3. WebGL is a set of standardized JavaScript APIs for GPU-accelerated graphics. Security of the WebGL interface is paramount because it exposes remote and unsandboxed access to the underlying graphics stack (including the native GL libraries and GPU drivers) in the host OS. Unfortunately, applying state-of-the-art fuzzing techniques to the WebGL interface for vulnerability discovery is challenging because of (1) its huge input state space, and (2) the infeasibility of collecting code coverage across concurrent processes, closed-source libraries, and device drivers in the kernel. Our fuzzing technique, GLeeFuzz, guides input mutation by error messages instead of code coverage. Our key observation is that browsers emit meaningful error messages to aid developers in debugging their WebGL programs. Error messages indicate which part of the input fails (e.g., incomplete arguments, invalid arguments, or unsatisfied dependencies between API calls). Leveraging error messages as feedback, the fuzzer effectively expands coverage by focusing mutation on erroneous parts of the input. We analyze Chrome‚Äôs WebGL implementation to identify the dependencies between error-emitting statements and rejected parts of the input, and use this information to guide input mutation. We evaluate our GLeeFuzz prototype on Chrome, Firefox, and Safari on diverse desktop and mobile OSes. We discovered 7 vulnerabilities, 4 in Chrome, 2 in Safari, and 1 in Firefox. The Chrome vulnerabilities allow a remote attacker to freeze the GPU and possibly execute remote code at the browser privilege. 
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    Free, publicly-accessible full text available August 9, 2024
  4. iOS is one of the most valuable targets for security researchers. Unfortunately, studying the internals of this operating system is notoriously hard, due to the closed nature of the iOS ecosystem and the absence of easily-accessible analysis tools. To address this issue, we developed TruEMU, which we present in this talk. TruEMU is the first open-source, extensible, whole-system iOS emulator. Compared to the few available alternatives, TruEMU enables complete iOS kernel emulation, including emulation of the SecureROM and the USB kernel stack. More importantly, TruEMU is completely free and open-source, and it is based on the well-known and highly extensible emulator QEMU. This talk will start by presenting the challenges and the solutions we devised to reverse engineer current iOS boot code and kernel code, and explain how to provide adequate support in QEMU. Then, to showcase TruEMU's usefulness and capabilities, we will demonstrate how it can completely boot modern iOS images, including iOS 14 and the latest iOS 15, and how it can properly run different user-space components, such as launchd, restored, etc. Later, we will showcase two promising ways to use TruEMU as an iOS vulnerability research platform. Specifically, we will demonstrate how to use TruEMU to enable coverage-based fuzzing of the iOS kernel USB stack. Further, we will show how TruEMU provides a platform to implement coverage-based, syscall-level fuzzing. This platform enables security researchers to automatically explore multiple attack surfaces of iOS. In sum, building a complete emulator for iOS is a daunting task. Many features (i.e., many peripherals) still need to be implemented to allow a complete emulation of a modern iOS device. We hope this talk will also bootstrap a large community involvement in this project that will progressively shed more light on the obscure corners of iOS security.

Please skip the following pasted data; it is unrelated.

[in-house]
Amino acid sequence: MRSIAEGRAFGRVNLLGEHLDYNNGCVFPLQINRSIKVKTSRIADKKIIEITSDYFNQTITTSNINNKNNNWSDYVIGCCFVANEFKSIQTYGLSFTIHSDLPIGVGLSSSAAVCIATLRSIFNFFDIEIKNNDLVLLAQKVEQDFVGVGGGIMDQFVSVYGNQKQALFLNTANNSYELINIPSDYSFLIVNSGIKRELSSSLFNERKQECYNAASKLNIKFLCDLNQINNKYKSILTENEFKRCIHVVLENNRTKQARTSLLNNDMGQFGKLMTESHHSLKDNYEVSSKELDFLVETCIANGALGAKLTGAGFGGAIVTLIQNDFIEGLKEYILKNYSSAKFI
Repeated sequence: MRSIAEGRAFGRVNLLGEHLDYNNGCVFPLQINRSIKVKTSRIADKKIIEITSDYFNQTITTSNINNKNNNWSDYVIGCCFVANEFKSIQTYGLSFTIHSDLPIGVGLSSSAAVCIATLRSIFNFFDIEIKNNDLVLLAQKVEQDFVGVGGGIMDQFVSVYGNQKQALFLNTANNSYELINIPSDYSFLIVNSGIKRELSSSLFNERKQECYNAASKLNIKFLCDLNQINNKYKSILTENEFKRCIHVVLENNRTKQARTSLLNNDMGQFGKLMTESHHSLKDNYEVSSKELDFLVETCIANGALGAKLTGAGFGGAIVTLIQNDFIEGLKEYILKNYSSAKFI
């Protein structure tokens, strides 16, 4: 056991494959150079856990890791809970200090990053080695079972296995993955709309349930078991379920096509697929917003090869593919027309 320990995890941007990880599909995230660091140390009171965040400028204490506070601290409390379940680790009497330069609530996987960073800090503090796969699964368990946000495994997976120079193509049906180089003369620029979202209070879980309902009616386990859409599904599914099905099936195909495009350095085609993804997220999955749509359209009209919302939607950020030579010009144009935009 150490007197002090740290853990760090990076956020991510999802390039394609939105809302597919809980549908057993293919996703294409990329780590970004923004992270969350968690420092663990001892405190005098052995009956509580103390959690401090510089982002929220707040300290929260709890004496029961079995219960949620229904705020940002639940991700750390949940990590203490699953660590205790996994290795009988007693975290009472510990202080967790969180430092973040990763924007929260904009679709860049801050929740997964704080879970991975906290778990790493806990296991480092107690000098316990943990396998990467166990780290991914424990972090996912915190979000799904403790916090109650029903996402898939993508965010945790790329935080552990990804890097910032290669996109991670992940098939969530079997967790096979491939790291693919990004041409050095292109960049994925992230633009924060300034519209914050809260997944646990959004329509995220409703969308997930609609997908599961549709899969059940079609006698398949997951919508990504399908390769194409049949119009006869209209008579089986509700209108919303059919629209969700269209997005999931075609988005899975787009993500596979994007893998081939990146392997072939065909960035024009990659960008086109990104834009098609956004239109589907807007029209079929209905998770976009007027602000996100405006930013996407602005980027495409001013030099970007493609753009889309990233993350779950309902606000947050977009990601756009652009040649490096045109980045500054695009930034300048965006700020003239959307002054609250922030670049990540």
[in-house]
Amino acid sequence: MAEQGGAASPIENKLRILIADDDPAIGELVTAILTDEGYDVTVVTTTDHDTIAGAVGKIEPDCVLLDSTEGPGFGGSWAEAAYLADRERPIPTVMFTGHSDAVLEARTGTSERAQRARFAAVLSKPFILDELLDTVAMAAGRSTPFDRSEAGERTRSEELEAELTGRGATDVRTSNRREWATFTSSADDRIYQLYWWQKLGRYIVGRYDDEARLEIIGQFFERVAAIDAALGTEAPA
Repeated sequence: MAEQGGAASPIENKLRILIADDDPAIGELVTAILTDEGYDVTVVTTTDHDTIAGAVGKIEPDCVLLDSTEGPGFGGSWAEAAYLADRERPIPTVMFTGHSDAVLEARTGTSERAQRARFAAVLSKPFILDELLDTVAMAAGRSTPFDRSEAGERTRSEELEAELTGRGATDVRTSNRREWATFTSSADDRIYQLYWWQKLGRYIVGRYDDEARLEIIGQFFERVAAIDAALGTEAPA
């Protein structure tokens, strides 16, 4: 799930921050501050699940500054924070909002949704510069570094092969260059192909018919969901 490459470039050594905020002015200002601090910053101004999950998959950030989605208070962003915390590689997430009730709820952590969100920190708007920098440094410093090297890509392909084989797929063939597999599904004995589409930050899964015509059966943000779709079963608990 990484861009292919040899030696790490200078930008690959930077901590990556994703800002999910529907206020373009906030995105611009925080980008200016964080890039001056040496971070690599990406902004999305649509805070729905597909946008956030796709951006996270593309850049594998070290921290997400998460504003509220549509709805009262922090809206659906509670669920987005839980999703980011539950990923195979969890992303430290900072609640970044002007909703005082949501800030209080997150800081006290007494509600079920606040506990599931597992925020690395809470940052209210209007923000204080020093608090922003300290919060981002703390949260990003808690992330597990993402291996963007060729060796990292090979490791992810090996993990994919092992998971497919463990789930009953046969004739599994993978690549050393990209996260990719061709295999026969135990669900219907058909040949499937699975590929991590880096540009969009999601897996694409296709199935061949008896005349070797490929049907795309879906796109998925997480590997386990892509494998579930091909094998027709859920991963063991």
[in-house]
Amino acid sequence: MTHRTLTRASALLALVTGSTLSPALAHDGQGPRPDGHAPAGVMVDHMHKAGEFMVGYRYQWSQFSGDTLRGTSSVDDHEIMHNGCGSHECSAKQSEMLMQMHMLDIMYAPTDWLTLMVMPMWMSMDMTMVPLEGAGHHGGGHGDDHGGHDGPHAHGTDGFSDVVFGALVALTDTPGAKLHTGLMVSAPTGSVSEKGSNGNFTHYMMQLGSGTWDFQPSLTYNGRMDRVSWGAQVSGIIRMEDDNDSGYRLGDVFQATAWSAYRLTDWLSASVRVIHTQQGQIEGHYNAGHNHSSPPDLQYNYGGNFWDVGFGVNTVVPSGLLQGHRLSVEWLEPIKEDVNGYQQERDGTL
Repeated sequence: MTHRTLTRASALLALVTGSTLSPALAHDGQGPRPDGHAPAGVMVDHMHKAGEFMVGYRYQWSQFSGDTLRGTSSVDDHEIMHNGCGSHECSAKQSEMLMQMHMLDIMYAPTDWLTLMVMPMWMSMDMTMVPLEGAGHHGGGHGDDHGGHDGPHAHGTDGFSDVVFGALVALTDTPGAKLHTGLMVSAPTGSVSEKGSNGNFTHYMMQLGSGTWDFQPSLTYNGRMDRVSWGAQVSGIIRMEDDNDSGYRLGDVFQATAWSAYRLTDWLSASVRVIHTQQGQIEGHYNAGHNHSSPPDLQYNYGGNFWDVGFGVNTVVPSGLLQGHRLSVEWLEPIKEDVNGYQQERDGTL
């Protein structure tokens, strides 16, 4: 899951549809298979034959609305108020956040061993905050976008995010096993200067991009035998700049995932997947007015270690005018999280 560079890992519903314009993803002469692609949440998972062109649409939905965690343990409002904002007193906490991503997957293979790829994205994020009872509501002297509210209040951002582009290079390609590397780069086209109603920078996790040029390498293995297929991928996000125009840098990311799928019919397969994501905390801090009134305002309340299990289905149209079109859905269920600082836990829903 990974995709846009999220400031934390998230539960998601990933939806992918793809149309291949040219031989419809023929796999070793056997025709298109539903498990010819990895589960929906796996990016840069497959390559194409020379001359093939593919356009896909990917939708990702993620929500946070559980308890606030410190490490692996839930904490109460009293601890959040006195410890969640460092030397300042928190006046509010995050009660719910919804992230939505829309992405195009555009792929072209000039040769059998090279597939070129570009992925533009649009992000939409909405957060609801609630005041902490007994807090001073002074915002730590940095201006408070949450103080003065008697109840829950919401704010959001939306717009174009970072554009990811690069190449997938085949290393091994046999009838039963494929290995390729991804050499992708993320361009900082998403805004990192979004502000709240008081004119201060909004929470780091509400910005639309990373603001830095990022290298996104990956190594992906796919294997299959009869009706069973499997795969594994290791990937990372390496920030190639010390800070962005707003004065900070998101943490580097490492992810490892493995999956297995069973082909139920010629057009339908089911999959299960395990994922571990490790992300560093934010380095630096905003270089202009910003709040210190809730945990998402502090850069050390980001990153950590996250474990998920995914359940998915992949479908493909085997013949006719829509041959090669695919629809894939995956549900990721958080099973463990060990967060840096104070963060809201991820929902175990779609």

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  5. Controller Area Network (CAN) is the de-facto standard in-vehicle network system. Despite its wide adoption by automobile manufacturers, the lack of security design makes it vulnerable to attacks. For instance, broadcasting packets without authentication allows the impersonation of electronic control units (ECUs). Prior mitigations, such as message authentication or intrusion detection systems, fail to address the compatibility requirement with legacy ECUs, stealthy and sporadic malicious messaging, or guaranteed attack detection. We propose a novel authentication system called ShadowAuth that overcomes the aforementioned challenges by offering backward-compatible packet authentication to ECUs without requiring ECU firmware source code. Specifically, our authentication scheme provides transparent CAN packet authentication without modifying existing CAN packet definitions (e.g., J1939) via automatic ECU firmware instrumentation technique to locate CAN packet transmission code, and instrument authentication code based on the CAN packet behavioral transmission patterns. ShadowAuth enables vehicles to detect state-of-the-art CAN attacks, such as bus-off and packet injection, responsively within 60ms without false positives. ShadowAuth provides a sound and deployable solution for real-world ECUs.